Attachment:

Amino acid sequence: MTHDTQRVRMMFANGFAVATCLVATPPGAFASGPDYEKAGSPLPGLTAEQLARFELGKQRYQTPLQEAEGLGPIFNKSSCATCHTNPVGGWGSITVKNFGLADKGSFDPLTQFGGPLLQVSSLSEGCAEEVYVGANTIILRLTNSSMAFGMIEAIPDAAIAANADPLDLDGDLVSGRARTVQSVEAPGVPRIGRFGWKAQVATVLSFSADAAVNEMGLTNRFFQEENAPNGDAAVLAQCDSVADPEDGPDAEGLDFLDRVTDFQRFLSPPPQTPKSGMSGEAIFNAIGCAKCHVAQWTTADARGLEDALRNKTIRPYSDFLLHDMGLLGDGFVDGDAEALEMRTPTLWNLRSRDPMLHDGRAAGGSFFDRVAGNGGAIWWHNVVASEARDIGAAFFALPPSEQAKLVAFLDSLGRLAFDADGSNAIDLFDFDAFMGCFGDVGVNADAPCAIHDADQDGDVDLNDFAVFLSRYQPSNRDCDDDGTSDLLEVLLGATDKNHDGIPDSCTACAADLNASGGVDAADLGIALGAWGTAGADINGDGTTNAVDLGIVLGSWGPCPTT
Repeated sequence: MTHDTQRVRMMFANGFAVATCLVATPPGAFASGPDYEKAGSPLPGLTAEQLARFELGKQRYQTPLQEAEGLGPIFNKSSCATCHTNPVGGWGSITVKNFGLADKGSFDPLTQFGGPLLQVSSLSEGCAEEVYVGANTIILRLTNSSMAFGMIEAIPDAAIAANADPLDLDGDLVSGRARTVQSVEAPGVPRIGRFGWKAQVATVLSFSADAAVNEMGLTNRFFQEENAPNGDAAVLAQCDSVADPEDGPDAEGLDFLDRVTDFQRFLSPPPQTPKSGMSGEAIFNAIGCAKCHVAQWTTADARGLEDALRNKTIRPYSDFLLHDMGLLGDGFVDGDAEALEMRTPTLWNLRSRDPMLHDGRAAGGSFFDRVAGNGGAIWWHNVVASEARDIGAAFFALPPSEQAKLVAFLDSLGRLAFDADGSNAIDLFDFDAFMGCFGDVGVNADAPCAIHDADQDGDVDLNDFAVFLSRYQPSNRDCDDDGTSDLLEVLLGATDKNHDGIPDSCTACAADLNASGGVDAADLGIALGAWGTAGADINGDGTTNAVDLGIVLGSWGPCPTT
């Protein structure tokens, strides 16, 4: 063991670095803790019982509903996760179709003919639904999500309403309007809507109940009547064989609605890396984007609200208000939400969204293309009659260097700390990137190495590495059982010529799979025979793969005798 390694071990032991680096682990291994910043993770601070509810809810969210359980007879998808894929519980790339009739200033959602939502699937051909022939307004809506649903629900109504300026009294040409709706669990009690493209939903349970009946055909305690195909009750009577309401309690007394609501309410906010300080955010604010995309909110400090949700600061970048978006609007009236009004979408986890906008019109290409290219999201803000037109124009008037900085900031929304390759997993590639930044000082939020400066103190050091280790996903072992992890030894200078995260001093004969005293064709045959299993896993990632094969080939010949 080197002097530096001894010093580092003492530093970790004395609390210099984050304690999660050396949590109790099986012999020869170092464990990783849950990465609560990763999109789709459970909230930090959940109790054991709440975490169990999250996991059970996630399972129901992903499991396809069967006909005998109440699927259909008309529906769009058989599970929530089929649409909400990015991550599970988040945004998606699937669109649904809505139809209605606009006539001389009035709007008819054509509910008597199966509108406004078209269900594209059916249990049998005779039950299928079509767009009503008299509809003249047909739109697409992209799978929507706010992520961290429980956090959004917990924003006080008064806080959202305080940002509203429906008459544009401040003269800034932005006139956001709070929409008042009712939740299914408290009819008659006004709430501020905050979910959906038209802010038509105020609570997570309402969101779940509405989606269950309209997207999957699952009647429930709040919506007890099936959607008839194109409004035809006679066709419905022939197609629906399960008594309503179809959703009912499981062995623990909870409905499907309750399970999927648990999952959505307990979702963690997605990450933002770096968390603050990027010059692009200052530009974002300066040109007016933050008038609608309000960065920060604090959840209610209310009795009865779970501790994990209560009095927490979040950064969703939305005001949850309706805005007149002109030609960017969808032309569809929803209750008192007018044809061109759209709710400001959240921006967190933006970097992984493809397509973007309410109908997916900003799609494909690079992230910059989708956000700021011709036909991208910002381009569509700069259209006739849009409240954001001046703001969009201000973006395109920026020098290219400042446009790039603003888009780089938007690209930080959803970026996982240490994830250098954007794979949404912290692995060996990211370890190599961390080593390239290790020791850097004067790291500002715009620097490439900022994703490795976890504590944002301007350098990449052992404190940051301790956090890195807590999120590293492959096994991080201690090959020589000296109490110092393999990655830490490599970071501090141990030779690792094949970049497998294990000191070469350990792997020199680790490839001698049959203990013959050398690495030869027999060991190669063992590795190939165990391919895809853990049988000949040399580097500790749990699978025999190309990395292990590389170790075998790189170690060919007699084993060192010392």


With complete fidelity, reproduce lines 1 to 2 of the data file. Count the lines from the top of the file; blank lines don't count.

Amino acid sequence: MTHDTQRVRMMFANGFAVATCLVATPPGAFASGPDYEKAGSPLPGLTAEQLARFELGKQRYQTPLQEAEGLGPIFNKSSCATCHTNPVGGWGSITVKNFGLADKGSFDPLTQFGGPLLQVSSLSEGCAEEVYVGANTIILRLTNSSMAFGMIEAIPDAAIAANADPLDLDGDLVSGRARTVQSVEAPGVPRIGRFGWKAQVATVLSFSADAAVNEMGLTNRFFQEENAPNGDAAVLAQCDSVADPEDGPDAEGLDFLDRVTDFQRFLSPPPQTPKSGMSGEAIFNAIGCAKCHVAQWTTADARGLEDALRNKTIRPYSDFLLHDMGLLGDGFVDGDAEALEMRTPTLWNLRSRDPMLHDGRAAGGSFFDRVAGNGGAIWWHNVVASEARDIGAAFFALPPSEQAKLVAFLDSLGRLAFDADGSNAIDLFDFDAFMGCFGDVGVNADAPCAIHDADQDGDVDLNDFAVFLSRYQPSNRDCDDDGTSDLLEVLLGATDKNHDGIPDSCTACAADLNASGGVDAADLGIALGAWGTAGADINGDGTTNAVDLGIVLGSWGPCPTT
Repeated sequence: MTHDTQRVRMMFANGFAVATCLVATPPGAFASGPDYEKAGSPLPGLTAEQLARFELGKQRYQTPLQEAEGLGPIFNKSSCATCHTNPVGGWGSITVKNFGLADKGSFDPLTQFGGPLLQVSSLSEGCAEEVYVGANTIILRLTNSSMAFGMIEAIPDAAIAANADPLDLDGDLVSGRARTVQSVEAPGVPRIGRFGWKAQVATVLSFSADAAVNEMGLTNRFFQEENAPNGDAAVLAQCDSVADPEDGPDAEGLDFLDRVTDFQRFLSPPPQTPKSGMSGEAIFNAIGCAKCHVAQWTTADARGLEDALRNKTIRPYSDFLLHDMGLLGDGFVDGDAEALEMRTPTLWNLRSRDPMLHDGRAAGGSFFDRVAGNGGAIWWHNVVASEARDIGAAFFALPPSEQAKLVAFLDSLGRLAFDADGSNAIDLFDFDAFMGCFGDVGVNADAPCAIHDADQDGDVDLNDFAVFLSRYQPSNRDCDDDGTSDLLEVLLGATDKNHDGIPDSCTACAADLNASGGVDAADLGIALGAWGTAGADINGDGTTNAVDLGIVLGSWGPCPTT